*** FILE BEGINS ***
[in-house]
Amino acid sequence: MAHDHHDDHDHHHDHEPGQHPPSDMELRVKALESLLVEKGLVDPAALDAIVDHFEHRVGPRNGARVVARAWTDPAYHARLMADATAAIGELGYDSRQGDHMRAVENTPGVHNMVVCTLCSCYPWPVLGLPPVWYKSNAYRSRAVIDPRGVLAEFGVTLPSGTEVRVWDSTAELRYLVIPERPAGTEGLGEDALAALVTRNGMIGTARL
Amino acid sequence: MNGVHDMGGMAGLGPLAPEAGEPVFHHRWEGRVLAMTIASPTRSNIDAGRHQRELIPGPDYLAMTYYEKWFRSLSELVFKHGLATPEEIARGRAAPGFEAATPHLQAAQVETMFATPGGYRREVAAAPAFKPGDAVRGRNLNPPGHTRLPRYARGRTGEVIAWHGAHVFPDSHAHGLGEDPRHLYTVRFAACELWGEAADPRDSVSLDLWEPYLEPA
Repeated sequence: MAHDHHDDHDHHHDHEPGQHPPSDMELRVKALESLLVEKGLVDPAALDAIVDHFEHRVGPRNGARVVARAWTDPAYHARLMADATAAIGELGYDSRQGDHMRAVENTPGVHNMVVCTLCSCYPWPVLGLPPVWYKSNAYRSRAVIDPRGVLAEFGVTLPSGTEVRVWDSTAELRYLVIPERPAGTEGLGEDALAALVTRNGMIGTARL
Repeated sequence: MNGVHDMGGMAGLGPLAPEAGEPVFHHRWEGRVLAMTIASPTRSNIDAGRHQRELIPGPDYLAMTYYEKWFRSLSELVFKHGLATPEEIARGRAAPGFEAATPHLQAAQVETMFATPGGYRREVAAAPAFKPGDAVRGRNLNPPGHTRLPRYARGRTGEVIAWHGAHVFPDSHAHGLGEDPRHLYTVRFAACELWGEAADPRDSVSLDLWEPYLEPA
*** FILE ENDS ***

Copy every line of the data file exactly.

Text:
[in-house]
Amino acid sequence: MAHDHHDDHDHHHDHEPGQHPPSDMELRVKALESLLVEKGLVDPAALDAIVDHFEHRVGPRNGARVVARAWTDPAYHARLMADATAAIGELGYDSRQGDHMRAVENTPGVHNMVVCTLCSCYPWPVLGLPPVWYKSNAYRSRAVIDPRGVLAEFGVTLPSGTEVRVWDSTAELRYLVIPERPAGTEGLGEDALAALVTRNGMIGTARL
Amino acid sequence: MNGVHDMGGMAGLGPLAPEAGEPVFHHRWEGRVLAMTIASPTRSNIDAGRHQRELIPGPDYLAMTYYEKWFRSLSELVFKHGLATPEEIARGRAAPGFEAATPHLQAAQVETMFATPGGYRREVAAAPAFKPGDAVRGRNLNPPGHTRLPRYARGRTGEVIAWHGAHVFPDSHAHGLGEDPRHLYTVRFAACELWGEAADPRDSVSLDLWEPYLEPA
Repeated sequence: MAHDHHDDHDHHHDHEPGQHPPSDMELRVKALESLLVEKGLVDPAALDAIVDHFEHRVGPRNGARVVARAWTDPAYHARLMADATAAIGELGYDSRQGDHMRAVENTPGVHNMVVCTLCSCYPWPVLGLPPVWYKSNAYRSRAVIDPRGVLAEFGVTLPSGTEVRVWDSTAELRYLVIPERPAGTEGLGEDALAALVTRNGMIGTARL
Repeated sequence: MNGVHDMGGMAGLGPLAPEAGEPVFHHRWEGRVLAMTIASPTRSNIDAGRHQRELIPGPDYLAMTYYEKWFRSLSELVFKHGLATPEEIARGRAAPGFEAATPHLQAAQVETMFATPGGYRREVAAAPAFKPGDAVRGRNLNPPGHTRLPRYARGRTGEVIAWHGAHVFPDSHAHGLGEDPRHLYTVRFAACELWGEAADPRDSVSLDLWEPYLEPA